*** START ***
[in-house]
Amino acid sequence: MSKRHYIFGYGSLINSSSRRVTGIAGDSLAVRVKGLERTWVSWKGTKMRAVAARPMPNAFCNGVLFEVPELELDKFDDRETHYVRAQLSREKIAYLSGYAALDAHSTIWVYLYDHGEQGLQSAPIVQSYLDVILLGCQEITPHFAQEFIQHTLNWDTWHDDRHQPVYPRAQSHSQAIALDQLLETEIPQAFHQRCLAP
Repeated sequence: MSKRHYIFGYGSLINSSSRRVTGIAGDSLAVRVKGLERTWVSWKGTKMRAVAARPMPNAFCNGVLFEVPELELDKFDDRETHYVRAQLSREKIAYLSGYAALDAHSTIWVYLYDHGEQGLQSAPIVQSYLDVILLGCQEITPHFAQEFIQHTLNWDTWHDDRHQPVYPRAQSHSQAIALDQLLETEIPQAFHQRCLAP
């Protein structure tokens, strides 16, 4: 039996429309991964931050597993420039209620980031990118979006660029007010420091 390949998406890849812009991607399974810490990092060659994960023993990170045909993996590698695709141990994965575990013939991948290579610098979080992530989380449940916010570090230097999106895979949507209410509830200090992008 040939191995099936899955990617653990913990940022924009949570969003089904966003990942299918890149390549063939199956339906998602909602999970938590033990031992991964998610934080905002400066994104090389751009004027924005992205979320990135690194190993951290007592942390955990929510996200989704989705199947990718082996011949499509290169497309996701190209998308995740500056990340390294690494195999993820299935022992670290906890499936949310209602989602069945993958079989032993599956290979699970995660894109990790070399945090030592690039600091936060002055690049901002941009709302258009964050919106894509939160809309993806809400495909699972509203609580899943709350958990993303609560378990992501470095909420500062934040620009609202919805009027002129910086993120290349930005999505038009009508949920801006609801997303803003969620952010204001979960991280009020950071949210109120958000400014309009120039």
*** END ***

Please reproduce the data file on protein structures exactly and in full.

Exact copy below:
[in-house]
Amino acid sequence: MSKRHYIFGYGSLINSSSRRVTGIAGDSLAVRVKGLERTWVSWKGTKMRAVAARPMPNAFCNGVLFEVPELELDKFDDRETHYVRAQLSREKIAYLSGYAALDAHSTIWVYLYDHGEQGLQSAPIVQSYLDVILLGCQEITPHFAQEFIQHTLNWDTWHDDRHQPVYPRAQSHSQAIALDQLLETEIPQAFHQRCLAP
Repeated sequence: MSKRHYIFGYGSLINSSSRRVTGIAGDSLAVRVKGLERTWVSWKGTKMRAVAARPMPNAFCNGVLFEVPELELDKFDDRETHYVRAQLSREKIAYLSGYAALDAHSTIWVYLYDHGEQGLQSAPIVQSYLDVILLGCQEITPHFAQEFIQHTLNWDTWHDDRHQPVYPRAQSHSQAIALDQLLETEIPQAFHQRCLAP
């Protein structure tokens, strides 16, 4: 039996429309991964931050597993420039209620980031990118979006660029007010420091 390949998406890849812009991607399974810490990092060659994960023993990170045909993996590698695709141990994965575990013939991948290579610098979080992530989380449940916010570090230097999106895979949507209410509830200090992008 040939191995099936899955990617653990913990940022924009949570969003089904966003990942299918890149390549063939199956339906998602909602999970938590033990031992991964998610934080905002400066994104090389751009004027924005992205979320990135690194190993951290007592942390955990929510996200989704989705199947990718082996011949499509290169497309996701190209998308995740500056990340390294690494195999993820299935022992670290906890499936949310209602989602069945993958079989032993599956290979699970995660894109990790070399945090030592690039600091936060002055690049901002941009709302258009964050919106894509939160809309993806809400495909699972509203609580899943709350958990993303609560378990992501470095909420500062934040620009609202919805009027002129910086993120290349930005999505038009009508949920801006609801997303803003969620952010204001979960991280009020950071949210109120958000400014309009120039």